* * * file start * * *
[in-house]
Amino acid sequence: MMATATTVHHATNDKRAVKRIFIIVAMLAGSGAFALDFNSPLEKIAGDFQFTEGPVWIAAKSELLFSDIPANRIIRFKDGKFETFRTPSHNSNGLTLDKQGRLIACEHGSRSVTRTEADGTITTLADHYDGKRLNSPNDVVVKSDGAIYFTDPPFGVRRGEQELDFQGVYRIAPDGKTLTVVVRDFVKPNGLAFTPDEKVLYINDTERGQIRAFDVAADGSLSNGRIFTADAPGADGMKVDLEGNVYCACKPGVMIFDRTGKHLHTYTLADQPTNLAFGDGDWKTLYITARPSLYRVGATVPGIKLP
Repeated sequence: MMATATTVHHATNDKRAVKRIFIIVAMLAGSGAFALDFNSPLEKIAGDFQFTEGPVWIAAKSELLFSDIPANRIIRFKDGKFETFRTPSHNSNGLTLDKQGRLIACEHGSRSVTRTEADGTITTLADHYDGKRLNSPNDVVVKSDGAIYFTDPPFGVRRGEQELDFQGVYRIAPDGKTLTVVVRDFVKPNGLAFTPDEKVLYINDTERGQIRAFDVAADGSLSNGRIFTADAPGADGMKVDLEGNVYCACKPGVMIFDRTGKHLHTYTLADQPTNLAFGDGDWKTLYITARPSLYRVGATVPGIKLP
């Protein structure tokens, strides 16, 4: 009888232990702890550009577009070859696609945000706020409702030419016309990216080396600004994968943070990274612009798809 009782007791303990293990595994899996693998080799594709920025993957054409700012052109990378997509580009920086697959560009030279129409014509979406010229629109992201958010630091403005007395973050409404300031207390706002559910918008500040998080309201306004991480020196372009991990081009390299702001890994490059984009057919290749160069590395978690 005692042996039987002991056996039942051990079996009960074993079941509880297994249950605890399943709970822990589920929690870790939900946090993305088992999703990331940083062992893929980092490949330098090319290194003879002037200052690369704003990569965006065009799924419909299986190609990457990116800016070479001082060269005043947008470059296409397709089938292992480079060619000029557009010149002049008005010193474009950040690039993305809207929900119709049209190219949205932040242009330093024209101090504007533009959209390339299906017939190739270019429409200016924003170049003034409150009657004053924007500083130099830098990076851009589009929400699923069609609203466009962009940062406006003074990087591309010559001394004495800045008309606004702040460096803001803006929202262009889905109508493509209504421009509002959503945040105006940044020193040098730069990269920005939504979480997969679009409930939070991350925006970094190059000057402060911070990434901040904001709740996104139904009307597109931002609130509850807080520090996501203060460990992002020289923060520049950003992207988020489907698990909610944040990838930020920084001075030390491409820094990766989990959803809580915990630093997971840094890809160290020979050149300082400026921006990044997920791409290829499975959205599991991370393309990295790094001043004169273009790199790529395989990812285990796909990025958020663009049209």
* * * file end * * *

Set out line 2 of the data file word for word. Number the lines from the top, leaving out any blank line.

Amino acid sequence: MMATATTVHHATNDKRAVKRIFIIVAMLAGSGAFALDFNSPLEKIAGDFQFTEGPVWIAAKSELLFSDIPANRIIRFKDGKFETFRTPSHNSNGLTLDKQGRLIACEHGSRSVTRTEADGTITTLADHYDGKRLNSPNDVVVKSDGAIYFTDPPFGVRRGEQELDFQGVYRIAPDGKTLTVVVRDFVKPNGLAFTPDEKVLYINDTERGQIRAFDVAADGSLSNGRIFTADAPGADGMKVDLEGNVYCACKPGVMIFDRTGKHLHTYTLADQPTNLAFGDGDWKTLYITARPSLYRVGATVPGIKLP